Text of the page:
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Filling

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Filling

This morning I went to the dentist. I hate going to the dentist! I went at 7:30AM because thinking about the appointment all day would make my anxiety grow by the hour. This way I wake up and go straight there and get it over. I take my phone and ear buds along with me to listen to, a dose of anti-anxiety medicine, and the dentist provides comforting words, gentle work and a supply of Nitrous Oxide (https://www.google.com/search?q=nitrous+oxide&oq=nitrous+o&aqs=chrome.0.0j69i57j0l4.2956j0j7&sourceid=chrome&ie=UTF-8). When I first went to the dentist we sat and talked about my anxiety and claustrophobia issues. He understood and has done a fantastic job making me feel the least anxiety as possible. After it was over I left, slightly woozy but two teeth which needed fillings done completely.

The dentist is one of those things in life you don’t want to do but know have to be done. Know matter how much worry, dread, and procrastination, sooner or later you have to go and if it’s too much later you will regret it. As the numbing in my lips and gums wore off I thought about other things in life we don’t like to do but should. Forgiving people who have hurt us, asking forgiveness of those we have offended, reflecting on difficult and painful situations and asking; “What did I learn?”, allowing wisdom to search the deepest places in our lives, filling the holes in our minds, emotions, and spirits to be filled with kindness, love, and grace. These are never easy but waiting until we are ready might mean we never reach a place of healing and peace.

blessings,
@BrianLoging (Twitter)
thewannabesaint.com

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Strained

Strained

I have a strained, pulled, hurt a muscle. The good thing is it’s one on my back next to my shoulder-blade so I only use it…all the time! I have no idea how I hurt the muscle. I haven’t done anything differently the last few days and yet it has been giving me fits. It’s the sort of strained muscle you only notice when you are lifting, pulling, picking up, putting on a shirt or reaching. When I’m sitting and relatively still I almost forget it’s there until I use it.

I was thinking about a person this week whom I knew long ago. It really does seem it was another life. There was a strain in our relationship. It was painful and awkward. To this day I’m not sure how it became so bad. When I was in the middle of it I often thought it was their fault but now that I am older and think I know myself better I see my part in it. It was both of us. It didn’t always show itself. We both made efforts but when any pressure was put on the relationship it was evident and hurtful.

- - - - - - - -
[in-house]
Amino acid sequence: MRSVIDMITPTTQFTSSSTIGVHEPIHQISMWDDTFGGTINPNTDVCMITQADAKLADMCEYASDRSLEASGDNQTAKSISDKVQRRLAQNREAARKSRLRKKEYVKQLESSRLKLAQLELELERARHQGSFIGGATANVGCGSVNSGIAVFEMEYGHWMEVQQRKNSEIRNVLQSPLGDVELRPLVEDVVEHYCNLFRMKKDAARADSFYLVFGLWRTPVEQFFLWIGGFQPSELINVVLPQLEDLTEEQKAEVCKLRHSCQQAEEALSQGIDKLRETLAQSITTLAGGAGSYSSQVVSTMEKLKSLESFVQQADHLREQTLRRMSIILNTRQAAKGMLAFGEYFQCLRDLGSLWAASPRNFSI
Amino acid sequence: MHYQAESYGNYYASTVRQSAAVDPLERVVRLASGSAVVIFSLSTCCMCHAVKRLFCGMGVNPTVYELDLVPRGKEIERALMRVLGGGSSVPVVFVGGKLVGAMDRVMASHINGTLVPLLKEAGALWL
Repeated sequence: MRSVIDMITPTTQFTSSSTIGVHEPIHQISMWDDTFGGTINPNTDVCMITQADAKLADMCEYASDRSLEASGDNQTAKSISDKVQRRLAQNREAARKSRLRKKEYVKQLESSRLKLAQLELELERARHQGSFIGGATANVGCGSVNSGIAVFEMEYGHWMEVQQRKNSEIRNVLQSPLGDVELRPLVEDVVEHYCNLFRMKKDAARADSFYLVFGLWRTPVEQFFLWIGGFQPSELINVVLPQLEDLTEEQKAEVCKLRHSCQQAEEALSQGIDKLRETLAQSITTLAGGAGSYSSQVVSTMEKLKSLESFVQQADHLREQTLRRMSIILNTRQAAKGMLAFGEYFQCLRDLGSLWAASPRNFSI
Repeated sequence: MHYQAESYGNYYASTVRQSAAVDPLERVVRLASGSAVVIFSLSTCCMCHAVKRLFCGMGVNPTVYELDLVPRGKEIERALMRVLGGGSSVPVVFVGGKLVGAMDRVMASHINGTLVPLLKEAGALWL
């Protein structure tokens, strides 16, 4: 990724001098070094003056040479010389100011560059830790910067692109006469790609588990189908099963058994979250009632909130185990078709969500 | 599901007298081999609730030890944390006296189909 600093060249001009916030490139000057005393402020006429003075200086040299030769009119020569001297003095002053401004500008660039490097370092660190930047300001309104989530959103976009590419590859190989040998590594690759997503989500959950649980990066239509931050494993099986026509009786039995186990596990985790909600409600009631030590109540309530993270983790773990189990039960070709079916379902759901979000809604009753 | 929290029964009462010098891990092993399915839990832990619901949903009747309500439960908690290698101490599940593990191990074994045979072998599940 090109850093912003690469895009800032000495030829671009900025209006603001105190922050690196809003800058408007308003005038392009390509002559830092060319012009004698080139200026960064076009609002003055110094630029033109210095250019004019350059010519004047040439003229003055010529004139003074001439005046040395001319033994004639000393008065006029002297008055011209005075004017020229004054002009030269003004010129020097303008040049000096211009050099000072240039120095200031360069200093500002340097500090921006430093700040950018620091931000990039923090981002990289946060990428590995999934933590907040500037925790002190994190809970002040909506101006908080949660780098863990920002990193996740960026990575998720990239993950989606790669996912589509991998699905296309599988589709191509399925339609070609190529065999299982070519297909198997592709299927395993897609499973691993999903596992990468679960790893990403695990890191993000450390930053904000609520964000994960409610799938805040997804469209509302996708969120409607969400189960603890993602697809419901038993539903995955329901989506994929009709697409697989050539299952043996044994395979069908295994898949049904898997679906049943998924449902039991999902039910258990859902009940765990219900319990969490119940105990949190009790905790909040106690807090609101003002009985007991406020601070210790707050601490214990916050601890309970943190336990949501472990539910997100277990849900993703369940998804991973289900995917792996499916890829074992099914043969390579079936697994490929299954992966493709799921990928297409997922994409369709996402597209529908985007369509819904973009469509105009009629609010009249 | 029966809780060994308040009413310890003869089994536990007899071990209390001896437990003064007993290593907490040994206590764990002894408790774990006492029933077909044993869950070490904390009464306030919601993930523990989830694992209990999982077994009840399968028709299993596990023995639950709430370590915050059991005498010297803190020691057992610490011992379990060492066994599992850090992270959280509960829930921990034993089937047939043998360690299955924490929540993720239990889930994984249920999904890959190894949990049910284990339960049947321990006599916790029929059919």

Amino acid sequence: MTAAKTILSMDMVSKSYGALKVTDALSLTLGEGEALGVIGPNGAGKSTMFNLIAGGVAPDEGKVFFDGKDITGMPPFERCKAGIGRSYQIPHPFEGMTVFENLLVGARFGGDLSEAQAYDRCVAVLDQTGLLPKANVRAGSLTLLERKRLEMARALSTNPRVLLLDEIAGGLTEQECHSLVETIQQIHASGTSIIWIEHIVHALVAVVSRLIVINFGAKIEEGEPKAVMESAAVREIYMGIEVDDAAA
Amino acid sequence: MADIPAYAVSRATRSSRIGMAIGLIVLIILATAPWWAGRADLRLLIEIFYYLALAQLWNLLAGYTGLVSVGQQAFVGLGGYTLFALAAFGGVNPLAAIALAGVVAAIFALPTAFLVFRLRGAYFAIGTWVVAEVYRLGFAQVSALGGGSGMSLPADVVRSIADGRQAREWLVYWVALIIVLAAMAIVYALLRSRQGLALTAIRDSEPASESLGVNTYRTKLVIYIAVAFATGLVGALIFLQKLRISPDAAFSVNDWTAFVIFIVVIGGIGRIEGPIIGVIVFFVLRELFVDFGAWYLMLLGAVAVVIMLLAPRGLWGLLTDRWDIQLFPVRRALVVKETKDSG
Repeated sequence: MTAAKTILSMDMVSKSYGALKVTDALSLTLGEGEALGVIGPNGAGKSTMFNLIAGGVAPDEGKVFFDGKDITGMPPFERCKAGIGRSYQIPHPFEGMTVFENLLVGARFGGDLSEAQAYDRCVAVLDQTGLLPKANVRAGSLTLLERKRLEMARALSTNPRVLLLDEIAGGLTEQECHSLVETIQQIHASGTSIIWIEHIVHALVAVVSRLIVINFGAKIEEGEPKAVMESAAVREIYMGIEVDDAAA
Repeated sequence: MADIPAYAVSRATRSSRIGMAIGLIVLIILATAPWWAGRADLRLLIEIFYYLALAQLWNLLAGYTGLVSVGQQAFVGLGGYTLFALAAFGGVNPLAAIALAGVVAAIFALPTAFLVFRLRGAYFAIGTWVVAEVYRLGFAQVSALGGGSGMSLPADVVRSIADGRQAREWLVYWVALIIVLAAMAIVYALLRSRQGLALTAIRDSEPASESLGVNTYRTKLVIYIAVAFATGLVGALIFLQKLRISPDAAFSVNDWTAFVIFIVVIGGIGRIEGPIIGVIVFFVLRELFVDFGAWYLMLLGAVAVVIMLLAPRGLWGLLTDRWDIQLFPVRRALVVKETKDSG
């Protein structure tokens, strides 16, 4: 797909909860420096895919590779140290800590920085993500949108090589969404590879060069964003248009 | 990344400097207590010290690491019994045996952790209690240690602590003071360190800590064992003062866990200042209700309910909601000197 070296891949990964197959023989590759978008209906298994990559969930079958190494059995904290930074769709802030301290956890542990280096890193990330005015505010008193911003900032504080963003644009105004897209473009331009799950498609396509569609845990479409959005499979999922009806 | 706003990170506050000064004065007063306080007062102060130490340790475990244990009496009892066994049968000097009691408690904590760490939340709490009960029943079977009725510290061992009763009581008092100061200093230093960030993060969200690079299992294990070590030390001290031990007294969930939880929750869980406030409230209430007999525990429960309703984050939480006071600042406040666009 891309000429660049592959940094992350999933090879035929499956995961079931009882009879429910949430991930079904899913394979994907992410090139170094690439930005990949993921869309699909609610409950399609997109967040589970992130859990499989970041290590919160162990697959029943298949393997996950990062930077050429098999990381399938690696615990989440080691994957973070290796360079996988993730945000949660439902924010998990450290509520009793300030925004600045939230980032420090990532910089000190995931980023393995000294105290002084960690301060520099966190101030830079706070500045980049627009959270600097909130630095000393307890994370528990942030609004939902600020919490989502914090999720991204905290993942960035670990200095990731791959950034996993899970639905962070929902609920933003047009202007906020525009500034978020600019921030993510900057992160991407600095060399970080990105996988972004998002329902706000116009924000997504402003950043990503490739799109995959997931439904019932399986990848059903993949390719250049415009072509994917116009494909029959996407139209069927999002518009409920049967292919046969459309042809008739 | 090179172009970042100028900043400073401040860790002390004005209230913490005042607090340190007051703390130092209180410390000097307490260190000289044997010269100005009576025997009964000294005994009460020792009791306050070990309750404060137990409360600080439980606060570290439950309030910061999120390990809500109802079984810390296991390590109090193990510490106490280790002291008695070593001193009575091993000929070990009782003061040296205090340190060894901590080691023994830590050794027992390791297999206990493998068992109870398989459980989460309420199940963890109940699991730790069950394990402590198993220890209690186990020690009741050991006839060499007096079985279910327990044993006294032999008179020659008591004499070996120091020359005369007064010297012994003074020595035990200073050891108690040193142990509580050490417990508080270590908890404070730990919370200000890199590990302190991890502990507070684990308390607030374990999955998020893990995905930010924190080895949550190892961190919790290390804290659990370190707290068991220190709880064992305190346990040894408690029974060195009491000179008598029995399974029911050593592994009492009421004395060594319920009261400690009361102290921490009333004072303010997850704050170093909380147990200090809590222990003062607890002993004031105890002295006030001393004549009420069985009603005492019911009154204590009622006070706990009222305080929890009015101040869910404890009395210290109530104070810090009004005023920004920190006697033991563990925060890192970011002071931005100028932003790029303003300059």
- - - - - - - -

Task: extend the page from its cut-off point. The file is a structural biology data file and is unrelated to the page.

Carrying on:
I sometimes wonder if speaking again after this time of being apart from each other would help heal the rift. I’m not sure. It might only bring the differences and damaged parts to the surface. So, for now, I will rest my shoulder and my anxious mind and trust healing will come.

blessings,
@BrianLoging (Twitter)
thewannabesaint.com

Broken

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Broken

We have a beautiful Banana tree in front of our house. It is ten feet tall with as many leaves and several smaller Banana trees growing around it. Unfortunately last night a sudden thunderstorm with strong winds knocked it over and snapped the trunk of the tallest tree. We are going to have to cut almost 5 feet of the tree off and hope it will survive. Beth and I both are disappointed at the mishap. We’ve spent years feeding, watering and taking care of the Banana tree.

It was a painful reminder of the transience of life. There is nothing permanent, nothing which can withstand the storms of life forever. Everything and everyone has a breaking point. One of the most difficult wisdom lessons we can learn is holding things and people loosely. This seems like an easy concept to grasp. We are surrounded by constant reminders of how quickly life changes. What once was is not anymore. Years pass by in the blink of an eye. Adjusting to a new “normal” is an almost everyday occurrence.

“Nothing in the world is permanent, and we’re foolish when we ask anything to last, but surely we’re still more foolish not to take delight in it while we have it.”
-W. Somerset Maugham

blessings,
@BrianLoging (Twitter)
thewannabesaint.com

Non-Stop

Non-Stop

One of my favorite wisdom images is that of a waterfall slowly wearing down the rock it is falling upon. It is one of the paradoxes of life; softness combined with persistence is more powerful than the hardest substance or obstacle.

There are many things in life which are hard to overcome. Diseases, health issues, broken relationships, betrayal, and death of loved ones, are never easy to face or deal with on a long-term basis. We’d rather bad things were quick. It’s why people become addicts of all sorts. To rid ourselves of the pain, almost anything else seems preferable.